Good morrow good people

I blog on the eve of a monumental day. No, not a birthday, not a wedding, not an anniversary. It is bigger than that. Yes, it’s the start of a new season of Barefoot Contessa on Food Network. Which means there is a new book due very soon. Eek. Too exciting. Although to be honest I was not that enamoured with the last book. I know the TV show contrives these situations where Ina cooks for various gays and gals on a regular basis in some ever unusual situations, but the book kind of follows suit but takes it to a level of helping us recreate said events with recommendations of florists, flatware providers, linens and table coverings and separates dishes into entrees and appetisers. My trouble is that life is not this formal, and no cookbook should be designed just for the casual entertainer. I’d love to live in a big house with a barn next door converted for parties. But instead I live mid-terraced in a city with almost no yard space, and limited scope for hosting soirees. How about down time dishes? How about some more staple dishes? The best books don’t guide the reader into a certain territory, like formal Parisienne entertaining, but allow the reader to imagine that subject matter in their environment.
I have also booked Boston, which is totally exciting. So this December, Pete and I will spend 7 days in the city pre Christmas. I’m going to revel in the Christmassyness. The overblown festivities, the santa-on-steroidsness of it all. I love the whole idea of a seasonal break. The dream is coming true, and in the loveliness of Boston. Now I’m going to have to keep so many kilos spare for the gifts for me, gifts for loved ones and seasonal bakeware I covet. Nordicware here I come! Totes thrilled.
You also meet me. 3 weeks into the Bake Off. I’m nothing if not predictable. I spend two weeks a bit childish, missing my old friends. Then by week three I am totally into my new friends. Now my love for Mary-Anne last year is documented, and I will always have Janet in my heart. And Jo is now on my cookbook shelf with her Passion for Baking. But this year I have some new faves. Cat, like a terrified kitten in the middle of a road at night, eyes wide open, but doing so well each time. Manisha, a slightly ditzy but loveable doting daughter and sister. John and James, bringing the image of baking away from loveable mumsiness and making it young, dynamic and almost like an artistic expression. It’s all so nice and again such a different show, a competition where the only thing at stake is pride, not a crushed dream or dashed future due to public torment.
Plus it inspires. So far, I’m back on with my attempt to master pastry once and for all. I’m getting there. See my Bakewell!!!

It’s apt post Olympics. If I can be classed as part of a younger generation, call me inspired!! The Olympics taught us dedication, effort, sacrifice and belief can help you achieve. It taught us that sometimes you don’t win, but such is life. It taught us nothing is achieved without hard graft and some compromises. Whilst the bake off isn’t so hardcore, the only reason they are good and on there is through hard work and practice. It’s Olympic-esque. Although probably as at removed diet wise as that of an elite athlete as one can get. How many Treacle Tarts has Sheffield’s own Jessica Ennis eaten in the last few years I wonder? My guess would be 0. My number? 1. Baked today.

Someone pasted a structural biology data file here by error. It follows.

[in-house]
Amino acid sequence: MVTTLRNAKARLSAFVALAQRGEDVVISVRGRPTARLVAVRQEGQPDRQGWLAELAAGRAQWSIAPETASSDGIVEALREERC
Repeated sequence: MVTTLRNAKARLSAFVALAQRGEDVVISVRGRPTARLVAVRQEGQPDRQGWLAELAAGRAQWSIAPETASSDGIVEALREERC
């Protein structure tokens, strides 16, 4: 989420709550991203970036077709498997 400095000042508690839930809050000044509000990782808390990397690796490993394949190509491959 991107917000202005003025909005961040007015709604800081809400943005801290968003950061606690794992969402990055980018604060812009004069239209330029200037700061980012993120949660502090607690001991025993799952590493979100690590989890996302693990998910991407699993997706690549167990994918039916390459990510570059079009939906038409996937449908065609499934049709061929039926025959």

Although on the Ennis point, how much food does she coat in Hendersons Relish?!?!

Yesterday’s bake was a cherry tart. Adapted from a Valentine Warner recipe. Omg. Amazing. Sweetened shortcrust pastry filled with jam, arrowroot, stones cherries and a few local blackberries I picked that afternoon. The jam was warmed, the arrowroot added to thicken, the fruit coated in the warm thick liquid and poured into a blind baked pastry shell, lattice added. The result? Summery divinity on a plate. Thick, rich, not too sweet surprisingly, and held its shape as a tart after the first slice was extracted. I’ll blog the recipe tomorrow. It was an overdue source of soothing for a jarred head after a night on the sauce. An awesome night I must add.

I love the end of summer. I long for the cosiness of autumn, the first days where lambs wool is craved to keep the chill off. Crisp walks under blue skies. Darkening nights drawing in, richer more unctuous foods coming into season promising stews, pies, comforting dinners at night in front of returning telly favourites. It just feels so predictable and achievable. Rather than the empty summer promises of salads and quiches outside with Sauvignon Blanc and Motown on the stereo like I live in a Boden catalogue or on a Marks and Spencer advert. Because let me tell you, that didn’t happen this year. At all.
Right, it’s Sunday night, I have to walk Daphne in 7 hours, so should be off to bed. Or she will give me the “just walk me, asshole” look.

See you all tomorrow for some tart talk. Insert pun here.
Blog later folks! X
– If ever in doubt, just ask yourself- What Would Ina Do? You can bet your bottom dollar it would involve Hydrangeas and Homosexuals

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